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Several European airlines followed announcements of large
profits from their U.S. counterparts by unveiling similarly spectacular figures
for the third quarter. Details released by British Airways, Iberia and
Lufthansa, among others, in their results statements implied that customers are
paying higher average fares owing to a combination of more long-haul travel, a
return to premium cabins and higher load factors that have pushed passengers
into higher-fare buckets.
BA on Friday announced an operating profit of £370 million
for the three months ending Sept. 30. In the same quarter last year, it made a
loss of £17 million. In common with many other European carriers, this is the
first quarterly profit BA has posted since the recession started, although most
would have released positive figures for second quarter had it not been for the
volcanic ash crisis.
BA's financial year starts on April 1, and in the six months
ending Sept. 30 passenger revenue was up 7.9 percent while capacity was down
6.2 percent. In consequence, the airline said, "Yields improved by 17.2
percent, 14.4 percent excluding the impact of exchange, driven by price and mix
across all cabins."
The airline announced that from spring 2011 it would resume
using a second Boeing 747 that it had parked during the recession, although
with demand expected to continue improving, the additional capacity is unlikely
to hurt yield. BA maintained a cautious outlook, expressing concern in
particular over the United Kingdom's air passenger duty, which will increase by
up to 55 percent on Nov. 1. "While positive, the economic environment
continues to be subject to uncertainty, to which the increase in APD is
unhelpful," according to the airline.
BA also revealed that it now expects to complete in January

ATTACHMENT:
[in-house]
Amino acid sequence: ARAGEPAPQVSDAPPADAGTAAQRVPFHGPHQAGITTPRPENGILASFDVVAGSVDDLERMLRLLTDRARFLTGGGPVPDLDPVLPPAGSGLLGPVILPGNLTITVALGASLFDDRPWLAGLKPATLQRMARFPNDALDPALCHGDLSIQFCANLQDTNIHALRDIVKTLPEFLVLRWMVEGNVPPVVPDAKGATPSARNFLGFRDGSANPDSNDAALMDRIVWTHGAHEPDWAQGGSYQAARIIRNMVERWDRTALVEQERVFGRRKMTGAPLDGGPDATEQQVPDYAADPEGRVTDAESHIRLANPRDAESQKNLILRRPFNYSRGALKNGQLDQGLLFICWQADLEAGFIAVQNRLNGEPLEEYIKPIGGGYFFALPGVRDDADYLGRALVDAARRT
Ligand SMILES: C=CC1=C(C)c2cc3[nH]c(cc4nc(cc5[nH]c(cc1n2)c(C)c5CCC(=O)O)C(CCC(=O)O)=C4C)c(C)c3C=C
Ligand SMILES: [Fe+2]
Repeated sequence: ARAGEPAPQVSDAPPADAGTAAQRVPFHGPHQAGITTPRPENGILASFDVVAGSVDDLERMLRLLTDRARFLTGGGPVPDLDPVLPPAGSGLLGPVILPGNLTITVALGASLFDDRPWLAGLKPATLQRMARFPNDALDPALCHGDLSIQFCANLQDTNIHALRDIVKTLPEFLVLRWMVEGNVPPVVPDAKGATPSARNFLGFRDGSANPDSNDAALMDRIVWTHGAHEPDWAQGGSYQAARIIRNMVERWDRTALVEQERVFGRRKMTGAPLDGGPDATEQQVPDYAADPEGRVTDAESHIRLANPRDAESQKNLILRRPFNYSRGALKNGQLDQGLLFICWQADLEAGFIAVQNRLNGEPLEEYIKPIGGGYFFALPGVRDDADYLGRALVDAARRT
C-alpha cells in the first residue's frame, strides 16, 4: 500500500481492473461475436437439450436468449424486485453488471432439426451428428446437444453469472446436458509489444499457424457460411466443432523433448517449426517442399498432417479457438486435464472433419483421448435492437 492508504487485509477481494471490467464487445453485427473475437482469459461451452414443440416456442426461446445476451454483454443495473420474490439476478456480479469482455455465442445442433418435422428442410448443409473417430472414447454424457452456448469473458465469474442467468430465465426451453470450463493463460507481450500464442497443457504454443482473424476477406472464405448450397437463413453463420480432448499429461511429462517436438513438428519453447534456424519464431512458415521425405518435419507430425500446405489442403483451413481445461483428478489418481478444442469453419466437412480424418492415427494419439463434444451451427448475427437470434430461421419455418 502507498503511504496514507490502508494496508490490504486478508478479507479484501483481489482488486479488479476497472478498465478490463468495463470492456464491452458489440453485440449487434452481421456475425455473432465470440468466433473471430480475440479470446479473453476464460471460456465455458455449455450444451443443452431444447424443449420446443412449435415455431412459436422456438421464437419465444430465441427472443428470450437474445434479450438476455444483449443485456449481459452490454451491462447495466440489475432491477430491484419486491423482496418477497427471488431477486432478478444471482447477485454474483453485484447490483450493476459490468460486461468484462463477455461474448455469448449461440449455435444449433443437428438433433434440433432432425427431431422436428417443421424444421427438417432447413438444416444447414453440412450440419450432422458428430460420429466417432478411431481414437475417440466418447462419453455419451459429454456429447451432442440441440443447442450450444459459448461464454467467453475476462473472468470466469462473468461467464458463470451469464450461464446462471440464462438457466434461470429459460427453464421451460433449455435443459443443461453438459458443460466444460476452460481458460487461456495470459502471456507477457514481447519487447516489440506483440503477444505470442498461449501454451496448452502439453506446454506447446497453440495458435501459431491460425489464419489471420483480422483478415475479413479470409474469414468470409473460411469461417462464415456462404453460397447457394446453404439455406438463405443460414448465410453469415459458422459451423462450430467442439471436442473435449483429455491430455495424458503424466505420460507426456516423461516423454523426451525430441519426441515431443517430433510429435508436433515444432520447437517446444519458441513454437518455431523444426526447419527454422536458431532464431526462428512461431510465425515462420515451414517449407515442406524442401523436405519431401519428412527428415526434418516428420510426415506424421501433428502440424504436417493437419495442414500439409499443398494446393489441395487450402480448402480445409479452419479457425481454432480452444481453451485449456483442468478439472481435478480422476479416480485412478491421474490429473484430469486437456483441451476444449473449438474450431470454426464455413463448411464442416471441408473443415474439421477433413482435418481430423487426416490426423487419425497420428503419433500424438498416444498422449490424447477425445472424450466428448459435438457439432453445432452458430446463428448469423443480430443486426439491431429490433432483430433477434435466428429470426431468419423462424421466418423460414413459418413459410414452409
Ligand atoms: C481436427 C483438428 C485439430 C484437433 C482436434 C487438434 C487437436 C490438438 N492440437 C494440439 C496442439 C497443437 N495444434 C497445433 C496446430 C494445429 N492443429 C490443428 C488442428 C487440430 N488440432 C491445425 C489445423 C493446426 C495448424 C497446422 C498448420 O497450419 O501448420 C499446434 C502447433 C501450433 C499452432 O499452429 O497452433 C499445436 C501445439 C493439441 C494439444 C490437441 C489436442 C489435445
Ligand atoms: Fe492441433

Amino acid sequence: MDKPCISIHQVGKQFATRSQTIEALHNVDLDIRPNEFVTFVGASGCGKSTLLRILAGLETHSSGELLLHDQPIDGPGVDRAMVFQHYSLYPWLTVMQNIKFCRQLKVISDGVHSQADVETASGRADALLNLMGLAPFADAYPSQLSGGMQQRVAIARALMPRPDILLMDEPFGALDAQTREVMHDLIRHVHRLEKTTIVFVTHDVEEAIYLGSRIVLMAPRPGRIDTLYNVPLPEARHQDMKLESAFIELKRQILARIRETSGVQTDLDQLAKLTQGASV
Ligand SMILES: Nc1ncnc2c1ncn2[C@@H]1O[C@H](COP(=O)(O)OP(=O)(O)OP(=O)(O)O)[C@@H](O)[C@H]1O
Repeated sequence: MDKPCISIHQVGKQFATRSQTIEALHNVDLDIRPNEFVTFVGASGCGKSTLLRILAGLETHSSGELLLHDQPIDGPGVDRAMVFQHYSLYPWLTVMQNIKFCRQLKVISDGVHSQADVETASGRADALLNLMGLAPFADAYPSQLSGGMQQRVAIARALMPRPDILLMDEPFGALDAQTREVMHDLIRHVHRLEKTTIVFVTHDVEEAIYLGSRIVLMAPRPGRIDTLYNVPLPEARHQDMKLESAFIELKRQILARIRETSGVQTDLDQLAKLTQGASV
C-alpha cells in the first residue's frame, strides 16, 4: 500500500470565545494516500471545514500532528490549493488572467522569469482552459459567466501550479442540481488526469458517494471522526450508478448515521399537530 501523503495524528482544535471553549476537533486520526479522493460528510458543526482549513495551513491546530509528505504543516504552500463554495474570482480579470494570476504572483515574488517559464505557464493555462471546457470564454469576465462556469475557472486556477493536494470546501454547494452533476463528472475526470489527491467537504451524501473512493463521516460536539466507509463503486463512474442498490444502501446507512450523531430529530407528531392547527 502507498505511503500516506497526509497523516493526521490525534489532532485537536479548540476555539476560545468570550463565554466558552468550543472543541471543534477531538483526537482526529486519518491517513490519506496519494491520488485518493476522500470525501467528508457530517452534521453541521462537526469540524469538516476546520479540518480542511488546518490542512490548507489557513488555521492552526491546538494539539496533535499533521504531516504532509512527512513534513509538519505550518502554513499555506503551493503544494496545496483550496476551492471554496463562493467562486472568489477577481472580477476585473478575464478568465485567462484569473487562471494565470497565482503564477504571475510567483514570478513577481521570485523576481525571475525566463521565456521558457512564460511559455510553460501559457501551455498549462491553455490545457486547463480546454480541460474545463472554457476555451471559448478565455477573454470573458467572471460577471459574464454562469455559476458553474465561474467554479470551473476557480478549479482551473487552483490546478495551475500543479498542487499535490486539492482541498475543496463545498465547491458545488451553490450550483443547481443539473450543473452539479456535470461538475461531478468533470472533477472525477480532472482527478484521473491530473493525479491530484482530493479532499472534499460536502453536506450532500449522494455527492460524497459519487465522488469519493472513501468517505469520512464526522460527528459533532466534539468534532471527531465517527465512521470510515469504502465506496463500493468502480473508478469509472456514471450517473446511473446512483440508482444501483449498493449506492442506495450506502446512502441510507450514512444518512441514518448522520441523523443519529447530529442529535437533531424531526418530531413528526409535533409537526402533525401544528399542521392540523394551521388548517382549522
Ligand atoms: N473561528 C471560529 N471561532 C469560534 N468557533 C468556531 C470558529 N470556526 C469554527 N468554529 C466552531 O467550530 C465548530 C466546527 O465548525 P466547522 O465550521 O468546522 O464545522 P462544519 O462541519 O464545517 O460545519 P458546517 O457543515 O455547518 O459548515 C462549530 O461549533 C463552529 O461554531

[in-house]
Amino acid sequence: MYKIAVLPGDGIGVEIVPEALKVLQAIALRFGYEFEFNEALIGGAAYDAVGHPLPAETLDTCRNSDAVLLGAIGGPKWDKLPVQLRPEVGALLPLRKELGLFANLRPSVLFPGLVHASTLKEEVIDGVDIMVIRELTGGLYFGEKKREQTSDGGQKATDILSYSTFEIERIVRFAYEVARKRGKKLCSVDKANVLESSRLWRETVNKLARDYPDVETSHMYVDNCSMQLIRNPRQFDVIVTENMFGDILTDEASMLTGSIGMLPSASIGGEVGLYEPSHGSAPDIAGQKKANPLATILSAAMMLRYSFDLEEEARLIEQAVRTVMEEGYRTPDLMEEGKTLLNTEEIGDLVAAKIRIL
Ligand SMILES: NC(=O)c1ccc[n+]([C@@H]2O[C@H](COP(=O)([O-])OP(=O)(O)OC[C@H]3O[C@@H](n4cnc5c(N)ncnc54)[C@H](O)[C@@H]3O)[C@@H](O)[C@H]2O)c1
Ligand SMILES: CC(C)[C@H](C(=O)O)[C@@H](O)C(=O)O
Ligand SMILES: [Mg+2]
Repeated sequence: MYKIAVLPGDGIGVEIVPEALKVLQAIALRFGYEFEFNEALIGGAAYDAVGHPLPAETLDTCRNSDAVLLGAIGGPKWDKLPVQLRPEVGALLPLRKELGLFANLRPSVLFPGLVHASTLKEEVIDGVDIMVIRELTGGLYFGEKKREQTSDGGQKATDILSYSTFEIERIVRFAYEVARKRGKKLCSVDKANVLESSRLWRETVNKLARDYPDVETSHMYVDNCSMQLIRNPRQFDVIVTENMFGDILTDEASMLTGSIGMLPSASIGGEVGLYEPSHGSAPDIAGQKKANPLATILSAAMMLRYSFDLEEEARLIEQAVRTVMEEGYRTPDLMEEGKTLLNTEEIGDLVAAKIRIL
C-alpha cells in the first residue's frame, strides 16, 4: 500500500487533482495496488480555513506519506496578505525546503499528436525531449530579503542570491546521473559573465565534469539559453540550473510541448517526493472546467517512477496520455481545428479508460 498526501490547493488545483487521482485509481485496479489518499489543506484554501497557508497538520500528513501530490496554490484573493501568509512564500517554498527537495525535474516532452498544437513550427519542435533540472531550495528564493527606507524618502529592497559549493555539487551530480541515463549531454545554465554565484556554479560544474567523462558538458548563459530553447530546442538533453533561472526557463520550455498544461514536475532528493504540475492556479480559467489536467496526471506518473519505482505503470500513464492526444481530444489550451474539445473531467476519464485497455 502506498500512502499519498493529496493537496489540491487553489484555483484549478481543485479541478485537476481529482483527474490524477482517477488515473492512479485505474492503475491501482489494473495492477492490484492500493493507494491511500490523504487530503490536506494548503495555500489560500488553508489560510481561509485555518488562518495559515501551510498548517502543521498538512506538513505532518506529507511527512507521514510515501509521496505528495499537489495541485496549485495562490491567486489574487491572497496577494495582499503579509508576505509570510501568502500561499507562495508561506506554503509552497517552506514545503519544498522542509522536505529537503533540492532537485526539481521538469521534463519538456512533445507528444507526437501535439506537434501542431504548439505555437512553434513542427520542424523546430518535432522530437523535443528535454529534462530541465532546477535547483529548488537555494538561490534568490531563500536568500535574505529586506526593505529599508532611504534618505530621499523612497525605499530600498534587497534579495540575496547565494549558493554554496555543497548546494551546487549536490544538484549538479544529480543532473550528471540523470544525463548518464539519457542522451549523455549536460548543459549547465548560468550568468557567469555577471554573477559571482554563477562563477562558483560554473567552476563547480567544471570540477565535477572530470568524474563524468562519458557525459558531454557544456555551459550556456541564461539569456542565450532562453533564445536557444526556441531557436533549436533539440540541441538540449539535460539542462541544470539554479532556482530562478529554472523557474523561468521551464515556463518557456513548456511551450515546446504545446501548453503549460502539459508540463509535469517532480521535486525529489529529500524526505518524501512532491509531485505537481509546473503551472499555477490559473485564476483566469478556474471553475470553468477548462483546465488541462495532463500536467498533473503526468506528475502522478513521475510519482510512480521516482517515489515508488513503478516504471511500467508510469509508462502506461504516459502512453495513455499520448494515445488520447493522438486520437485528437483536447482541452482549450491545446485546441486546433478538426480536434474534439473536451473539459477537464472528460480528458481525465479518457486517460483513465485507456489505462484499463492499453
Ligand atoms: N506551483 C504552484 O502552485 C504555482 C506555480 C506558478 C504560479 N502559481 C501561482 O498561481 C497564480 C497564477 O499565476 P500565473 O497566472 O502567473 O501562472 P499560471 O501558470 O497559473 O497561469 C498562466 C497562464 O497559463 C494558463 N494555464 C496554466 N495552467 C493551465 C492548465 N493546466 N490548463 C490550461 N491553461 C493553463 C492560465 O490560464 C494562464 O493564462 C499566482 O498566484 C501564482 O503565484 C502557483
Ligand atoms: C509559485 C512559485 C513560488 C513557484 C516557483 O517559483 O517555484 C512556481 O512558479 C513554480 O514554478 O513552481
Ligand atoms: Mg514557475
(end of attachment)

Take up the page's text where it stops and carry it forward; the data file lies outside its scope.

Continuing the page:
2011 the merger with Iberia, subject to a shareholder vote on Nov. 29. Iberia
unveiled on Friday an operating profit of €77 million for the third quarter.
Capacity was up 3.4 percent, but demand was up 7.7 percent, thanks to a 15
percent surge in long-haul demand. Iberia attributed a 4.3 percent increase in
average earnings per revenue passenger kilometer to growth in long-haul
business class passengers.
Meanwhile, the Lufthansa Group on Wednesday announced an
operating profit of €783 million, up from €218 million during the third quarter
of 2009. It cited sharp improvements in demand, especially on long-haul routes
and its cargo business, as well as cost-cutting measures and "realized
synergy potentials in the Airline Group." All the group's carriers made a
profit during the quarter, including small surpluses for Austrian Airlines and
British Midland—the first since Lufthansa acquired them.
While claiming that it continues to be challenged by a
highly competitive marketplace, especially on short-haul routes, Lufthansa said
it expects to achieve profits in excess of €800 million for the full calendar
year. Air France also issued profits guidance this week, saying it expects to
achieve a positive figure in the year to March 2011, having previously warned
it only hoped to break even because of the ash crisis.
Another airline celebrating a return to profitablity this
week was Finnair, which announced a profit of €42 million after spending the
previous seven quarters in the red.